(Re)Framing

I’m working my way back to blogging here because it has been on my mind quite a bit lately, and I swear my next posts will actually be about film, television, and books.

What I’ve been thinking about a great deal is how do we frame our lives in ways that don’t leave us wanting?  How do we do the things that nourish ourselves while also staying on top of all the responsibilities that essentially bind our lives?  So many people say it’s all about making time and setting priorities. In the higher education/student affairs world (field) that I spend most of my professional time in, people talk about “work life balance.”  Frankly that concept frustrates and annoys me.  The various roles of our lives cannot be weigh on a type of scaling system in which they all “balance out” in the end like the scales of measure or balancing a check book.  It is not a zero sum game.  So how then do we integrate all of those roles into one person’s life?

For the past few years, I have been working full-time on a Ph.D. program and working my full-time professional position as a student affairs professional (a hall director to be precise).  I have told myself that once I finished my coursework it would be better.  I’ve hit that marker., and yet . . . I feel no less like I’m dropping the balls that I’m juggling (By the way, let’s hear it for tons of metaphors throughout this post).  Actually in some ways I’m feeling that far more than the previous two years.  

I’ve also been having conversations with other people (authors, faculty, administrators, student affairs folks, classified staff, etc.) about this topic.  Many people say that something’s got to give and usually from what they are sharing it is the things that they do for their own joy and pleasure–such as reading and watching films and television.  Some report periods in which they are hyperfocused on work (their writing, their publishing, their teaching, their fill-in-the-blank job) and neglect the relational aspects of their lives–sacrificing time with their families, friends, partners.  Very few people I’ve talked to feel like they are making all the pieces of their lives work smoothly.  So for those who are making it work, what are your strategies and methods? Does it always boil down to “taking off” one of our hats?  And what if that’s not an option?  How do we reframe this conversation in a way that feels more productive and more helpful?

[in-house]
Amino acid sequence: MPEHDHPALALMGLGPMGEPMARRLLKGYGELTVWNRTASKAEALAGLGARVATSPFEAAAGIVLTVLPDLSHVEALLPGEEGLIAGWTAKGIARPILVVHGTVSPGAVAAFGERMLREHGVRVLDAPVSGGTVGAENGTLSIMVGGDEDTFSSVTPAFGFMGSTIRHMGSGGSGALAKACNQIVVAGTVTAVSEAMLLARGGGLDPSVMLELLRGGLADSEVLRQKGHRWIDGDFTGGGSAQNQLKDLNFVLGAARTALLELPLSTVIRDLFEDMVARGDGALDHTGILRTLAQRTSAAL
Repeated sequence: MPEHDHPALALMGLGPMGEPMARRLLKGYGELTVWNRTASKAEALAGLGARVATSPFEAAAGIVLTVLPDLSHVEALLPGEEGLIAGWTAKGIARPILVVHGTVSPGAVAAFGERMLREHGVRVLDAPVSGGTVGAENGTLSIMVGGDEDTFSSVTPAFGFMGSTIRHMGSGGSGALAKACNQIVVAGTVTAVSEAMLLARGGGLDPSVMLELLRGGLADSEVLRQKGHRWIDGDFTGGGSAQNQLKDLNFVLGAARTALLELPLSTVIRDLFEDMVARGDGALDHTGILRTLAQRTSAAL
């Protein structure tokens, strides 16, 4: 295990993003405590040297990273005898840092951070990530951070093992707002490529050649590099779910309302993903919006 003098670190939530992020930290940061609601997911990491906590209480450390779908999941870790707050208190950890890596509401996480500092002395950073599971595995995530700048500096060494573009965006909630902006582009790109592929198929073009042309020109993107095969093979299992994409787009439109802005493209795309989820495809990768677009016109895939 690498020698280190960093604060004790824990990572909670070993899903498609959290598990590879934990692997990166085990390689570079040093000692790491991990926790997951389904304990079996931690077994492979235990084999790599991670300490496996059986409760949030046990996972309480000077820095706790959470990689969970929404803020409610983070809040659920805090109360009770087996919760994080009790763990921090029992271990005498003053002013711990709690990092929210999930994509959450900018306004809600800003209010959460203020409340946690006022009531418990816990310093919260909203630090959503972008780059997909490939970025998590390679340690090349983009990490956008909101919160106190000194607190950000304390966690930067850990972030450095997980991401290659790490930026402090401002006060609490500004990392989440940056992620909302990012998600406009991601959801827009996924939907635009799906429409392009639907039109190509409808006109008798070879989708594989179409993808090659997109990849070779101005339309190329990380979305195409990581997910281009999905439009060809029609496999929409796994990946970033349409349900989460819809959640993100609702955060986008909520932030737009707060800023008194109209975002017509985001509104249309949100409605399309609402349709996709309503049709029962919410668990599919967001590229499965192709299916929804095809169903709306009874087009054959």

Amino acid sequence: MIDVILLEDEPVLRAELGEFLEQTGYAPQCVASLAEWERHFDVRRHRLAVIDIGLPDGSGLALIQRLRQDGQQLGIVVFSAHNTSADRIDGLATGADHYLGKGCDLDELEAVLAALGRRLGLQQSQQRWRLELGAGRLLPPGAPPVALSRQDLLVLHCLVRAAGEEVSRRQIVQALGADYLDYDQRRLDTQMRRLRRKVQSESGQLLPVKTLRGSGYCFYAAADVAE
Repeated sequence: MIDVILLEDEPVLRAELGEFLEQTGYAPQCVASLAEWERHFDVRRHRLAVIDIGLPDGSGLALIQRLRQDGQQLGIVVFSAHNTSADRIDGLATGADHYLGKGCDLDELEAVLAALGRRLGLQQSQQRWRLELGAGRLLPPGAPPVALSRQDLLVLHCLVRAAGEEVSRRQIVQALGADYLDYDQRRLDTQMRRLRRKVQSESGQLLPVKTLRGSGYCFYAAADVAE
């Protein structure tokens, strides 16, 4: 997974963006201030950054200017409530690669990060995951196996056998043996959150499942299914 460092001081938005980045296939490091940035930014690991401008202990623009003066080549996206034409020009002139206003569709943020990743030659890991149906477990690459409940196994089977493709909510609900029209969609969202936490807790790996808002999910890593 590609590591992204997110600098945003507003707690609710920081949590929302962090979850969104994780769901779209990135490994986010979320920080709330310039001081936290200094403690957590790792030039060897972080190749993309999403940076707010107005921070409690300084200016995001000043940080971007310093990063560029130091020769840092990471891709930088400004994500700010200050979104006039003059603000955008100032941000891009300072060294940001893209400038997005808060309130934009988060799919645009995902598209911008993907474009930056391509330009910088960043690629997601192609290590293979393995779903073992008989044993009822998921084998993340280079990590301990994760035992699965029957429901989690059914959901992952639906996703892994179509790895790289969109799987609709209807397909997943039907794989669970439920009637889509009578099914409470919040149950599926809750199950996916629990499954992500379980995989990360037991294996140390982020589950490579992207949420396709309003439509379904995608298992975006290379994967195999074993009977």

It’s more than just time and priorities as such.  How do we not get buried under the things around us that impact our emotional, spiritual, physical well-being: our pasts, the traumas in our lives, and  the world around us (from mid-term elections and to work),  and the hot social issues that really push our buttons (from #GamerGate to Sexual and Gender Violence issues, etc.)

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